We are a proud and hard-working people who saw our lives change abruptly, with the introduction of strict austerity measures. The new Prime Minister is promising to change all that.
Many are voicing surprise at the comments of IMF head Christine Lagarde following the death of the Saudi monarch. We see here the emptiness of a shallow diversity that seeks to put a woman in a prominent position while maintaining incredibly oppressive power dynamics.
The adoption of the IMF reforms by the United States Congress would send a long overdue signal to rapidly growing emerging economies that the world counts on their voices, and their resources, to find global solutions to global problems.
On the one hand, major economies are benefiting from the decline in the price of oil. On the other, in many parts of the world, lower long-run prospects adversely affect demand, resulting in a strong undertow.
As with the United States, the massive size of the Chinese economy means that lower GDP growth rates create a headwind for the global economy as a whole. It is therefore no surprise that the International Monetary Fund has just revised its forecast of global economic growth downward by the most substantial margin in three years.
In essence, the reforms have been crafted to democratize the IMF governance. Now, those sitting at the head of the IMF's table are either American allies, or its Western partners, whereas the developing countries are underrepresented as a whole. They do not have a say in the IMF decision-making process, or in protection of their fundamental interests.
A nasty strain of austerity capitalism has taken over Europe, leaving broken lives in its wake. Researchers Servaas Storm and C.W.M. Naastepad consider how things got so bad, what role economists and misguided policy-makers have played, and how to change course.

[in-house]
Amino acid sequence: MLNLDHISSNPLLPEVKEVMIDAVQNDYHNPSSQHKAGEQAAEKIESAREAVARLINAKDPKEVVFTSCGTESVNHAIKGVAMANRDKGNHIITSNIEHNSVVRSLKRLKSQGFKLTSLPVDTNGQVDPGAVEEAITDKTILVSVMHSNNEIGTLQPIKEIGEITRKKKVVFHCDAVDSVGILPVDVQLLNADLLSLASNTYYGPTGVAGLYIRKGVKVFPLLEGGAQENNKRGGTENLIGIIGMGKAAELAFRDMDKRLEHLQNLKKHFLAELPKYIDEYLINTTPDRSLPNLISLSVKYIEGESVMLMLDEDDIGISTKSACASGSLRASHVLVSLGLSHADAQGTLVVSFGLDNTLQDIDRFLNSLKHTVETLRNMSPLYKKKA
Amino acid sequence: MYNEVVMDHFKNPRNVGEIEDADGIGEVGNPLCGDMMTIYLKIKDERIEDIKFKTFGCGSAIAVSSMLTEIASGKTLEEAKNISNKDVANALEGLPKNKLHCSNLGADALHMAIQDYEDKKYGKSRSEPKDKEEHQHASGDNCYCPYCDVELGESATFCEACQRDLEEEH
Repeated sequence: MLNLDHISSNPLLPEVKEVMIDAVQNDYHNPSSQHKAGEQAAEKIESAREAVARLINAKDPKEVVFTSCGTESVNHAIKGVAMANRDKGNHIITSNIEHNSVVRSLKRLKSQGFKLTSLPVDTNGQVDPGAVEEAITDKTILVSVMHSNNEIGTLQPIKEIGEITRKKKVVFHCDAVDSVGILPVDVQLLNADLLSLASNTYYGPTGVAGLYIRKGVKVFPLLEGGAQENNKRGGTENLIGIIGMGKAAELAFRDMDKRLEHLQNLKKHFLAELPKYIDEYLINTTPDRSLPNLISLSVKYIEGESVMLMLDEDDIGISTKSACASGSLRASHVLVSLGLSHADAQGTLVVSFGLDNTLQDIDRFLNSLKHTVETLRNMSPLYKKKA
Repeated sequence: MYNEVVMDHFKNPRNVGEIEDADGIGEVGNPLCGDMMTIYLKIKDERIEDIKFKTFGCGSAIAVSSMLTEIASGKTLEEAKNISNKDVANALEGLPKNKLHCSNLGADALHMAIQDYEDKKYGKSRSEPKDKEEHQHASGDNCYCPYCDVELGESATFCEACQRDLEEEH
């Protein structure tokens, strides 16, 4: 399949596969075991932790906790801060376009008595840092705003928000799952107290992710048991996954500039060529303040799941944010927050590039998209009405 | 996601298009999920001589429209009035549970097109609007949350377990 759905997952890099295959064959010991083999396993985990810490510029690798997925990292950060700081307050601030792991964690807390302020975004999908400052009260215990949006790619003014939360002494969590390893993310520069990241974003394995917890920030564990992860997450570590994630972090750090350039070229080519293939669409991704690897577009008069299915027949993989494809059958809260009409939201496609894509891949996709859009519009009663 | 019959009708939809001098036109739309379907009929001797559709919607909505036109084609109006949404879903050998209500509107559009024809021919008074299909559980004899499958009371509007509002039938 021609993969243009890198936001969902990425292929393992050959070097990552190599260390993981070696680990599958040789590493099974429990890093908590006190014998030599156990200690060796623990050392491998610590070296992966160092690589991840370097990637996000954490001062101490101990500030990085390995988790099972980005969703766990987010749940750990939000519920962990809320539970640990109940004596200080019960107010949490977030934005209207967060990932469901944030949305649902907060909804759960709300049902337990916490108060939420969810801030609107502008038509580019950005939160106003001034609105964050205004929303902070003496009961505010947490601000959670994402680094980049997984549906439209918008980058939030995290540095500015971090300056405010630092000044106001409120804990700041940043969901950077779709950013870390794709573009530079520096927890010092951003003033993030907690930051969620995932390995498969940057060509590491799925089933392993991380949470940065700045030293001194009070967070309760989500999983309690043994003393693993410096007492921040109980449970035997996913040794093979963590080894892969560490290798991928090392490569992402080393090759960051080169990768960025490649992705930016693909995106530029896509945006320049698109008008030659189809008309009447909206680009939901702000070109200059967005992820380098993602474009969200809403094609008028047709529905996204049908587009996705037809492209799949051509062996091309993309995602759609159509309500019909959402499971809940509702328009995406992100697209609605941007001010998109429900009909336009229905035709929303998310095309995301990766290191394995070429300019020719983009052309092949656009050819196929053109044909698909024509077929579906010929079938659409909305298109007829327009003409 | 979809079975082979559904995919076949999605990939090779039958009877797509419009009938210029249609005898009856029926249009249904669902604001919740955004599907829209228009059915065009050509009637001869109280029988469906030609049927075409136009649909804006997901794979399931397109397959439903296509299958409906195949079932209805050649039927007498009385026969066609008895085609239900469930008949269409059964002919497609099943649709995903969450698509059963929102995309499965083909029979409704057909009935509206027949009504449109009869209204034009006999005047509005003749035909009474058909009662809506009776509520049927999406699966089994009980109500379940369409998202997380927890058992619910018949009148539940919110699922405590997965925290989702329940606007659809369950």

By all rights, given its size, location, and natural resource base, Brazil should be an economic juggernaut. But the truth is that Brazil should never have been designated a BRIC because it is a poorly managed economy that has rarely lived up to its potential.
Oil prices have plunged recently, affecting everyone: producers, exporters, governments, and consumers. Overall, we see this as a shot in the arm for the global economy. There is, however, much more to this complex and evolving story.
Latin America is proof that the global trend of rising economic inequality can be reversed, if the political will exists. Despite historically being the most unequal region in the world, it is the only region that has managed to reduce inequality during the past decade.
We want to build a global conversation around ending extreme inequality, and folks are already engaging. Here are some good questions I've heard since our launch, and my take.
Tremendous efforts are under way to upgrade sub-Saharan Africa's infrastructure. But the needs on the ground are still immense as evidenced by the frequent electricity blackouts, poor roads, and insufficient access to clean water in many countries.
Raising the minimum wage is a polarizing issue. One side worries that raising it will lower employment. The other side downplays the impact on employment and plays up the positive impact on the living standards of the poor.
As the World Bank Group (and the IMF) shareholders convened the other week in Washington, DC for their annual meetings, one lesser-known issue grabbed the spotlight -- the new environmental and social policies.
China may join in discussions about hotspot issues with the aim of seeking a peaceful solution, but it will not turn into a party involved in the conflict or take steps that make the problem worse.
It is true that the rate of economic growth has quickened, but that rate is still low by pre-recession standards. In July the IMF actually cut the U.S. growth forecast for 2014 to just 1.7 percent, the CBO's in August was just 1.5 percent. These are not stellar growth numbers.